Gregory Maine: A reference measurement system for each drug should be developed, and should consist of an internationally recognized reference material and reference method, such as exact matching-isotope dilution mass spectrometry, which employs an isotopically labeled internal standard. Immunoassay quality can be improved by the development of assay protocols and new antibodies for better detection of the parent drug compound and minimization of cross-reactivity with metabolites. LC-MS/MS assay quality can be improved by the development of stable isotopically labeled internal standards for better control of matrix effects and ion suppression. Robust automated sample extraction will improve the quality of both methods.
Paul Taylor: The measurement of internal and external quality controls should be used to confirm the quality of results produced by either technology. Laboratories should be challenged with external quality controls that are prepared from incurred samples. Corrective action should be mandatory if results are not satisfactory.
The accuracy of either technology is reliant on calibration. For immunoassay users, they are reliant on the manufacturer, but for LC-MS/MS, calibrators prepared in house are typically used. This type of in-house–prepared calibrator has the potential to lead to bias in results. As an example, it has been observed that a heterogeneous group of mass spectrometry assays measuring the same drug and using the same analytical principles produced varied results for the same sample. Recently, there have been some commercially available calibration kits for mass spectrometry methods that may alleviate this potential problem. This may be the way of the future. Finally, stable isotope–labeled internal standards should be obligatory for all LC-MS/MS methods, and confirmatory mass transitions must be employed to ensure data integrity.
Gerhard Veen: Instrument and reagent manufacturers must remain committed to continuous further development of TDM assays, reflecting the increasing medical demands and offering state-of-the-art assays that meet the requirements of both the customer and patient.
Current industry status regarding TDM assay standardization is improving, as recent studies under routine conditions have demonstrated across manufacturers. Concurrently, it is important to establish reference methods that are guided and accepted by international associations.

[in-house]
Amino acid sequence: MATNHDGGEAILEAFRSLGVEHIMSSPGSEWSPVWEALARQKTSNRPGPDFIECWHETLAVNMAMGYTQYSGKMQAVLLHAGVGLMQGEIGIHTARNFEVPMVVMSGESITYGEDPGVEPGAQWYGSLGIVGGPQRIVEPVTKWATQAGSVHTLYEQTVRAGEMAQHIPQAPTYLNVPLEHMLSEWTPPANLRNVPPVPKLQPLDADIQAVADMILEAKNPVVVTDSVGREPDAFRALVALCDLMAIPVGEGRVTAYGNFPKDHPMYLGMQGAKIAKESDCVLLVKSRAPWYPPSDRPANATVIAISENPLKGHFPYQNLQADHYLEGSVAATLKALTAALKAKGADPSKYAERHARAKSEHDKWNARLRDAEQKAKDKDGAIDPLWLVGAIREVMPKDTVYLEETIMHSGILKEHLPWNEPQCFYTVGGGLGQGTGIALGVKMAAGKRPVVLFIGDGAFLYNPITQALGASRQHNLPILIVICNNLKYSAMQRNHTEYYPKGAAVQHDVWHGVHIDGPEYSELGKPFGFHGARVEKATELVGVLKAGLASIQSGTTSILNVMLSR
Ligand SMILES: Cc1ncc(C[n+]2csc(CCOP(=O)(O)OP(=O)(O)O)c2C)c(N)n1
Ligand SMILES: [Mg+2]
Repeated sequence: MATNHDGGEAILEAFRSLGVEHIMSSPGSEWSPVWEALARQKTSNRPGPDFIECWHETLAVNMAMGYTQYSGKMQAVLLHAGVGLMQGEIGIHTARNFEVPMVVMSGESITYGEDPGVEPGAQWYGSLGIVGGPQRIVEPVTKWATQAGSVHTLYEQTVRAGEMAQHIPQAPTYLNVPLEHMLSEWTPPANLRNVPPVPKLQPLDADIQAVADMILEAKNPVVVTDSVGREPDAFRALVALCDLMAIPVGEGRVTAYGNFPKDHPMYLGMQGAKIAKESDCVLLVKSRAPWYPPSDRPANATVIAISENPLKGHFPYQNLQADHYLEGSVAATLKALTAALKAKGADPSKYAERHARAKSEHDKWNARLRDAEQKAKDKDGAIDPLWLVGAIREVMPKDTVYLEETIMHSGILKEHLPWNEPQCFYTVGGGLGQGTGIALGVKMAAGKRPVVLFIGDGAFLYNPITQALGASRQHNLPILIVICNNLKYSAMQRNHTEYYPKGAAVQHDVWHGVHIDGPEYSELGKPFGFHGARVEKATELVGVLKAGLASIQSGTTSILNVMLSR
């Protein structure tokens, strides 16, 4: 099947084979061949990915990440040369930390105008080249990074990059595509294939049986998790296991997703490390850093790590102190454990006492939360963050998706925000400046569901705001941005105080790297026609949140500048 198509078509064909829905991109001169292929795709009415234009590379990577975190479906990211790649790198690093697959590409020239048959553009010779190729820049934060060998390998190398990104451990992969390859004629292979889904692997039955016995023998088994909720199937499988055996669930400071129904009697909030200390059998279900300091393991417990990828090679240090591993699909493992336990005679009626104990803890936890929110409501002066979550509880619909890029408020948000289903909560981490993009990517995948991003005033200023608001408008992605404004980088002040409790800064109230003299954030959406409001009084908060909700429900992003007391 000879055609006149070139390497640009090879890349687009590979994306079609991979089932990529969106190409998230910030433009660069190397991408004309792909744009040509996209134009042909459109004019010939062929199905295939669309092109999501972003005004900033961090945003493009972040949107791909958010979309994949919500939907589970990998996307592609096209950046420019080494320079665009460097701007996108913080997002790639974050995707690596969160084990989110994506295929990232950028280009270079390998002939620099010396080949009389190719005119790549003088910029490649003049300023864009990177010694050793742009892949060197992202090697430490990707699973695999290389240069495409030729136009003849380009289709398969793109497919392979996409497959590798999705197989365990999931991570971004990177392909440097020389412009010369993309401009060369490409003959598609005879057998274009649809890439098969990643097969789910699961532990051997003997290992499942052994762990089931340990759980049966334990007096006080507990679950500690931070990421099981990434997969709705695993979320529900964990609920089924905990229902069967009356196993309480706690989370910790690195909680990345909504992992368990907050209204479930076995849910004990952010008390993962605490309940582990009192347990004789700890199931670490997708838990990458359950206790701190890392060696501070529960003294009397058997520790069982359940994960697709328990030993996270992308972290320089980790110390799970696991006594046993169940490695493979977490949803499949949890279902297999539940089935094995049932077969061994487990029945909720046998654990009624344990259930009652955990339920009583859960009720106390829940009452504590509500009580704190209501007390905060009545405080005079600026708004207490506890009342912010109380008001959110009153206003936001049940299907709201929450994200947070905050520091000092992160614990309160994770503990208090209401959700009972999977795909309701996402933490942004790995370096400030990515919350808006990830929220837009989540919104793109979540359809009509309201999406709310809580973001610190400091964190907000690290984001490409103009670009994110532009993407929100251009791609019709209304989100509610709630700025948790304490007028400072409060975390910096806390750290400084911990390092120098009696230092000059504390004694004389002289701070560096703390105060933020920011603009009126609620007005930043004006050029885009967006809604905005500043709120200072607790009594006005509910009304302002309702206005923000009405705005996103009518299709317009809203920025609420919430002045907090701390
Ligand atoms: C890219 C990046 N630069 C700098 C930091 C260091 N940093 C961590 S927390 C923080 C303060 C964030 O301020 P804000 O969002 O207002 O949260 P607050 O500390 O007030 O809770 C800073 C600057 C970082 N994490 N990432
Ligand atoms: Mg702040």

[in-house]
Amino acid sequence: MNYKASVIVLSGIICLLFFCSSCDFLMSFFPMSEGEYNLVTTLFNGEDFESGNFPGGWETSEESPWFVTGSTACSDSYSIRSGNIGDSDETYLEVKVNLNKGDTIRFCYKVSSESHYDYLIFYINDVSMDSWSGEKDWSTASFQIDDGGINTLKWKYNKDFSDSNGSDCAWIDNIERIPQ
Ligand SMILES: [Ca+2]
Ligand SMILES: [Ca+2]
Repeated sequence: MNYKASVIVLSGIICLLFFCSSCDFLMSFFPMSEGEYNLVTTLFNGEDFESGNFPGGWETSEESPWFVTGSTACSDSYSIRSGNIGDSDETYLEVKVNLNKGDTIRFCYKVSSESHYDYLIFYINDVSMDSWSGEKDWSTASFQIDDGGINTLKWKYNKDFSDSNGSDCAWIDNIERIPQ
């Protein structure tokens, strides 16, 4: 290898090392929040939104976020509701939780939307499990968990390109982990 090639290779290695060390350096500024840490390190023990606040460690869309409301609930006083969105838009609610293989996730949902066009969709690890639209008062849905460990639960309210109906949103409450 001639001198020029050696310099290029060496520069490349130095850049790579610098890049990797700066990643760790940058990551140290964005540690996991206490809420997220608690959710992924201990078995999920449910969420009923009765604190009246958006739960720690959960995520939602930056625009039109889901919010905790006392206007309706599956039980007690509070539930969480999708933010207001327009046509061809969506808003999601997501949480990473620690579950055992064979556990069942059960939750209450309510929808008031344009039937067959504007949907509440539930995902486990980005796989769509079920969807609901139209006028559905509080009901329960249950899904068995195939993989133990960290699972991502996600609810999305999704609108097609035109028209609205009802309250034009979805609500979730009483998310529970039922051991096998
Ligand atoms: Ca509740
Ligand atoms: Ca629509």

Pierre Wallemacq: It is common that different analytical methods yield discrepancies in their results. The strategies for improvement should be based on several approaches, such as (a) using external proficiency-testing schemes to identify a possible calibration bias [free sample enriched with a known amount of drug or a possible interfering compound (metabolite cross-reactivity, patient sample)] and to assess and compare the intramethod imprecision; (b) promoting the use of certified reference materials; (c) encouraging consensus roundtables involving industrial partners, health authorities, and laboratory users to reach international guidelines; (e) using identical certified standards; (e) using the same reported concentration units and specifying the method used; (f) proposing some adjustment in the therapeutic ranges according to the method; (g) developing a reference measurement procedure and implementing a well-accepted validation protocol for in-house LC-MS/MS methods; and (h) retesting with an alternative method in case of suspect results.
G. Veen was kindly supported by Martina Wiesgigl, Karen Heidemann, Sheri Jordan, Joseph Passarelli, and Dieter Gassner.
↵6 Nonstandard abbreviations:
- therapeutic drug monitoring;
- liquid chromatography–tandem mass spectrometry;
- turnaround time;
- European Conformity;
- US Food and Drug Administration.
Author Contributions: All authors confirmed they have contributed to the intellectual content of this paper and have met the following 3 requirements: (a) significant contributions to the conception and design, acquisition of data, or analysis and interpretation of data; (b) drafting or revising the article for intellectual content; and (c) final approval of the published article.
Authors' Disclosures or Potential Conflicts of Interest: Upon manuscript submission, all authors completed the Disclosures of Potential Conflict of Interest form. Potential conflicts of interest:
Employment or Leadership: M. Oellerich, Clinical Chemistry, AACC; G. Maine, Abbott Laboratories; G. Veen, Roche Diagnostics.
Consultant or Advisory Role: None declared.
Stock Ownership: G. Maine, Abbott Laboratories.
Honoraria: None declared.
Research Funding: None declared.
Expert Testimony: None declared.
- Received for publication October 19, 2011.
- Accepted for publication December 12, 2011.
- © 2012 The American Association for Clinical Chemistry